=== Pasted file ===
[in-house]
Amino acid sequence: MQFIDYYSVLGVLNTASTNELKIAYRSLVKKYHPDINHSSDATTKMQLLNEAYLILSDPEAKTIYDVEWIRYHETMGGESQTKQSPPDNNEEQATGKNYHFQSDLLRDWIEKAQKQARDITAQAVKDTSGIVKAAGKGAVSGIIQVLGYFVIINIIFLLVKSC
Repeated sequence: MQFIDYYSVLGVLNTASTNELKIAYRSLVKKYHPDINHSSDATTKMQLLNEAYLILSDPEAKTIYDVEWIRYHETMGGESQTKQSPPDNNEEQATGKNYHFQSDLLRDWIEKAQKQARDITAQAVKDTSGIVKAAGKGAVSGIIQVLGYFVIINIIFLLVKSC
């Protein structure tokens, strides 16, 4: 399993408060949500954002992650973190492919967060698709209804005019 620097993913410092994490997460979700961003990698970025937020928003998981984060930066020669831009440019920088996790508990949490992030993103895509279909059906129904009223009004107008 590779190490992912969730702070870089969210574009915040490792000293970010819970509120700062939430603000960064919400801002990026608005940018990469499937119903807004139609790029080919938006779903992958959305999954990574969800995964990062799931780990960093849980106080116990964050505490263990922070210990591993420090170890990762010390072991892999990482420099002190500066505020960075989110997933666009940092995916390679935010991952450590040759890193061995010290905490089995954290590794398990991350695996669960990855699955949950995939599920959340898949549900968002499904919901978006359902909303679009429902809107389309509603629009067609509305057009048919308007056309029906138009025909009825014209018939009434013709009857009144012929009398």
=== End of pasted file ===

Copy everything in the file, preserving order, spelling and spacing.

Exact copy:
[in-house]
Amino acid sequence: MQFIDYYSVLGVLNTASTNELKIAYRSLVKKYHPDINHSSDATTKMQLLNEAYLILSDPEAKTIYDVEWIRYHETMGGESQTKQSPPDNNEEQATGKNYHFQSDLLRDWIEKAQKQARDITAQAVKDTSGIVKAAGKGAVSGIIQVLGYFVIINIIFLLVKSC
Repeated sequence: MQFIDYYSVLGVLNTASTNELKIAYRSLVKKYHPDINHSSDATTKMQLLNEAYLILSDPEAKTIYDVEWIRYHETMGGESQTKQSPPDNNEEQATGKNYHFQSDLLRDWIEKAQKQARDITAQAVKDTSGIVKAAGKGAVSGIIQVLGYFVIINIIFLLVKSC
């Protein structure tokens, strides 16, 4: 399993408060949500954002992650973190492919967060698709209804005019 620097993913410092994490997460979700961003990698970025937020928003998981984060930066020669831009440019920088996790508990949490992030993103895509279909059906129904009223009004107008 590779190490992912969730702070870089969210574009915040490792000293970010819970509120700062939430603000960064919400801002990026608005940018990469499937119903807004139609790029080919938006779903992958959305999954990574969800995964990062799931780990960093849980106080116990964050505490263990922070210990591993420090170890990762010390072991892999990482420099002190500066505020960075989110997933666009940092995916390679935010991952450590040759890193061995010290905490089995954290590794398990991350695996669960990855699955949950995939599920959340898949549900968002499904919901978006359902909303679009429902809107389309509603629009067609509305057009048919308007056309029906138009025909009825014209018939009434013709009857009144012929009398």